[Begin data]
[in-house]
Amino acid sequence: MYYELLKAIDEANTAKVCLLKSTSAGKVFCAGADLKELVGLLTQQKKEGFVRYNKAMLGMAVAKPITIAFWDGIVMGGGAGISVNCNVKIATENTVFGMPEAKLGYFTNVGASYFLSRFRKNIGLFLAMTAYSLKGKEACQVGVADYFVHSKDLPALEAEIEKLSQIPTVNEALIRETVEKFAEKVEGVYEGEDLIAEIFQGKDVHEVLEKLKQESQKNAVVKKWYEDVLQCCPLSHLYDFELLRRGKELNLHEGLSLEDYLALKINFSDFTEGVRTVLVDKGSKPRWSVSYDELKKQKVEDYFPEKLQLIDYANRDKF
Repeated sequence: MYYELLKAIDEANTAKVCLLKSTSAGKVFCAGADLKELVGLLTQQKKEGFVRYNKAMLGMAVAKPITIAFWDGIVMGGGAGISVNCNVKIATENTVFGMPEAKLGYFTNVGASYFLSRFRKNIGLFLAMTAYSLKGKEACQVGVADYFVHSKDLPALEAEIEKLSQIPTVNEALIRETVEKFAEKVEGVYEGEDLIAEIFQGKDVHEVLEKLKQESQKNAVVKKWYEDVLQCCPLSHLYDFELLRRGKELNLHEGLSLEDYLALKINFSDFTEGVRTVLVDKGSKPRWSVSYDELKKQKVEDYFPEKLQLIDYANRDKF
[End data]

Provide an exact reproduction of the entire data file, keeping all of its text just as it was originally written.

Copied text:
[in-house]
Amino acid sequence: MYYELLKAIDEANTAKVCLLKSTSAGKVFCAGADLKELVGLLTQQKKEGFVRYNKAMLGMAVAKPITIAFWDGIVMGGGAGISVNCNVKIATENTVFGMPEAKLGYFTNVGASYFLSRFRKNIGLFLAMTAYSLKGKEACQVGVADYFVHSKDLPALEAEIEKLSQIPTVNEALIRETVEKFAEKVEGVYEGEDLIAEIFQGKDVHEVLEKLKQESQKNAVVKKWYEDVLQCCPLSHLYDFELLRRGKELNLHEGLSLEDYLALKINFSDFTEGVRTVLVDKGSKPRWSVSYDELKKQKVEDYFPEKLQLIDYANRDKF
Repeated sequence: MYYELLKAIDEANTAKVCLLKSTSAGKVFCAGADLKELVGLLTQQKKEGFVRYNKAMLGMAVAKPITIAFWDGIVMGGGAGISVNCNVKIATENTVFGMPEAKLGYFTNVGASYFLSRFRKNIGLFLAMTAYSLKGKEACQVGVADYFVHSKDLPALEAEIEKLSQIPTVNEALIRETVEKFAEKVEGVYEGEDLIAEIFQGKDVHEVLEKLKQESQKNAVVKKWYEDVLQCCPLSHLYDFELLRRGKELNLHEGLSLEDYLALKINFSDFTEGVRTVLVDKGSKPRWSVSYDELKKQKVEDYFPEKLQLIDYANRDKF